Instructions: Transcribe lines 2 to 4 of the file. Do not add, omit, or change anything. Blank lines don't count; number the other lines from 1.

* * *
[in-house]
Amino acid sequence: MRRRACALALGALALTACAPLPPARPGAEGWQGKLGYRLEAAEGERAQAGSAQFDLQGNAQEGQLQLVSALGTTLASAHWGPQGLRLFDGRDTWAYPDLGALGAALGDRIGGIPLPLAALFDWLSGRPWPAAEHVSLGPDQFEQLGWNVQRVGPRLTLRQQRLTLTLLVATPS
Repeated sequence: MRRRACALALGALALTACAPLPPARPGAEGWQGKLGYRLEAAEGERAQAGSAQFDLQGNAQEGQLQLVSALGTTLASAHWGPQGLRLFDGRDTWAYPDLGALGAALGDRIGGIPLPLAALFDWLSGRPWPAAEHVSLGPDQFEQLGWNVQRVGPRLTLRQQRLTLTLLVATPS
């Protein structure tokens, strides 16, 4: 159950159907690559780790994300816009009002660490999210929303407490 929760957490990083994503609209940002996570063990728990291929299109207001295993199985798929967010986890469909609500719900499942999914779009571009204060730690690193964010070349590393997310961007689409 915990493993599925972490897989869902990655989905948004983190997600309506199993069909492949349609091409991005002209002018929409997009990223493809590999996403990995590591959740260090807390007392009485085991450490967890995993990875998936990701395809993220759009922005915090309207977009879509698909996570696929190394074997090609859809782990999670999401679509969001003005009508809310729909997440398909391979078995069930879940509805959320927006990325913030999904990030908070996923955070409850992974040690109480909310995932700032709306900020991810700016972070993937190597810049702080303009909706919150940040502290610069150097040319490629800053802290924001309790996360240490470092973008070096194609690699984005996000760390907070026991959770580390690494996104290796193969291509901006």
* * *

Amino acid sequence: MRRRACALALGALALTACAPLPPARPGAEGWQGKLGYRLEAAEGERAQAGSAQFDLQGNAQEGQLQLVSALGTTLASAHWGPQGLRLFDGRDTWAYPDLGALGAALGDRIGGIPLPLAALFDWLSGRPWPAAEHVSLGPDQFEQLGWNVQRVGPRLTLRQQRLTLTLLVATPS
Repeated sequence: MRRRACALALGALALTACAPLPPARPGAEGWQGKLGYRLEAAEGERAQAGSAQFDLQGNAQEGQLQLVSALGTTLASAHWGPQGLRLFDGRDTWAYPDLGALGAALGDRIGGIPLPLAALFDWLSGRPWPAAEHVSLGPDQFEQLGWNVQRVGPRLTLRQQRLTLTLLVATPS
């Protein structure tokens, strides 16, 4: 159950159907690559780790994300816009009002660490999210929303407490 929760957490990083994503609209940002996570063990728990291929299109207001295993199985798929967010986890469909609500719900499942999914779009571009204060730690690193964010070349590393997310961007689409 915990493993599925972490897989869902990655989905948004983190997600309506199993069909492949349609091409991005002209002018929409997009990223493809590999996403990995590591959740260090807390007392009485085991450490967890995993990875998936990701395809993220759009922005915090309207977009879509698909996570696929190394074997090609859809782990999670999401679509969001003005009508809310729909997440398909391979078995069930879940509805959320927006990325913030999904990030908070996923955070409850992974040690109480909310995932700032709306900020991810700016972070993937190597810049702080303009909706919150940040502290610069150097040319490629800053802290924001309790996360240490470092973008070096194609690699984005996000760390907070026991959770580390690494996104290796193969291509901006």